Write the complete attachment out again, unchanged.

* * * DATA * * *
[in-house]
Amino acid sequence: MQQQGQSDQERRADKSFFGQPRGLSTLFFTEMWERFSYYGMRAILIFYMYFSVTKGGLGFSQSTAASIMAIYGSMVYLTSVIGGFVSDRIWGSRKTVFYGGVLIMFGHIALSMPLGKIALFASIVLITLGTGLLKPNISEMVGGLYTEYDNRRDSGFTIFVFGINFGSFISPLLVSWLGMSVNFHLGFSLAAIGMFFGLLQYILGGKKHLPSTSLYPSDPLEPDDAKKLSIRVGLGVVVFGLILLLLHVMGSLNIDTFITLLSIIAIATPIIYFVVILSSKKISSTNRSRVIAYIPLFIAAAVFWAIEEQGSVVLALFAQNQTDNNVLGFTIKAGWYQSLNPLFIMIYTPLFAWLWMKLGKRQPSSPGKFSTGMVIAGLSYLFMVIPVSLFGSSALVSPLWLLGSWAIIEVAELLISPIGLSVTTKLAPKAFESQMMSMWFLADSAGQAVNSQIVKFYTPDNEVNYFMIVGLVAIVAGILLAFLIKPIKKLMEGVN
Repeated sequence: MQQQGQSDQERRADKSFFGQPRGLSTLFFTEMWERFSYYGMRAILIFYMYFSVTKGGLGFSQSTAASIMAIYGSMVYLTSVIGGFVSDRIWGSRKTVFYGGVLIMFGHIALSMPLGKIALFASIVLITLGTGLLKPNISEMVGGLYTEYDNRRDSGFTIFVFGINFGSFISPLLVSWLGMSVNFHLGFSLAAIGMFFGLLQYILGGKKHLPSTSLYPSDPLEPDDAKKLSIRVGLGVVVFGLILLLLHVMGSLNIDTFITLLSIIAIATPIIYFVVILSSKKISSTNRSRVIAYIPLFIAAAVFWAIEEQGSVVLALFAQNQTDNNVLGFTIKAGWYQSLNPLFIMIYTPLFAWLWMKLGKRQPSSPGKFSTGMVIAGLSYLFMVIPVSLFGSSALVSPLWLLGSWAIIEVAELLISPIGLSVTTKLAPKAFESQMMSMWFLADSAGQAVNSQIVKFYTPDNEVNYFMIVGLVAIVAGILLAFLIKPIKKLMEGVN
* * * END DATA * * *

[in-house]
Amino acid sequence: MQQQGQSDQERRADKSFFGQPRGLSTLFFTEMWERFSYYGMRAILIFYMYFSVTKGGLGFSQSTAASIMAIYGSMVYLTSVIGGFVSDRIWGSRKTVFYGGVLIMFGHIALSMPLGKIALFASIVLITLGTGLLKPNISEMVGGLYTEYDNRRDSGFTIFVFGINFGSFISPLLVSWLGMSVNFHLGFSLAAIGMFFGLLQYILGGKKHLPSTSLYPSDPLEPDDAKKLSIRVGLGVVVFGLILLLLHVMGSLNIDTFITLLSIIAIATPIIYFVVILSSKKISSTNRSRVIAYIPLFIAAAVFWAIEEQGSVVLALFAQNQTDNNVLGFTIKAGWYQSLNPLFIMIYTPLFAWLWMKLGKRQPSSPGKFSTGMVIAGLSYLFMVIPVSLFGSSALVSPLWLLGSWAIIEVAELLISPIGLSVTTKLAPKAFESQMMSMWFLADSAGQAVNSQIVKFYTPDNEVNYFMIVGLVAIVAGILLAFLIKPIKKLMEGVN
Repeated sequence: MQQQGQSDQERRADKSFFGQPRGLSTLFFTEMWERFSYYGMRAILIFYMYFSVTKGGLGFSQSTAASIMAIYGSMVYLTSVIGGFVSDRIWGSRKTVFYGGVLIMFGHIALSMPLGKIALFASIVLITLGTGLLKPNISEMVGGLYTEYDNRRDSGFTIFVFGINFGSFISPLLVSWLGMSVNFHLGFSLAAIGMFFGLLQYILGGKKHLPSTSLYPSDPLEPDDAKKLSIRVGLGVVVFGLILLLLHVMGSLNIDTFITLLSIIAIATPIIYFVVILSSKKISSTNRSRVIAYIPLFIAAAVFWAIEEQGSVVLALFAQNQTDNNVLGFTIKAGWYQSLNPLFIMIYTPLFAWLWMKLGKRQPSSPGKFSTGMVIAGLSYLFMVIPVSLFGSSALVSPLWLLGSWAIIEVAELLISPIGLSVTTKLAPKAFESQMMSMWFLADSAGQAVNSQIVKFYTPDNEVNYFMIVGLVAIVAGILLAFLIKPIKKLMEGVN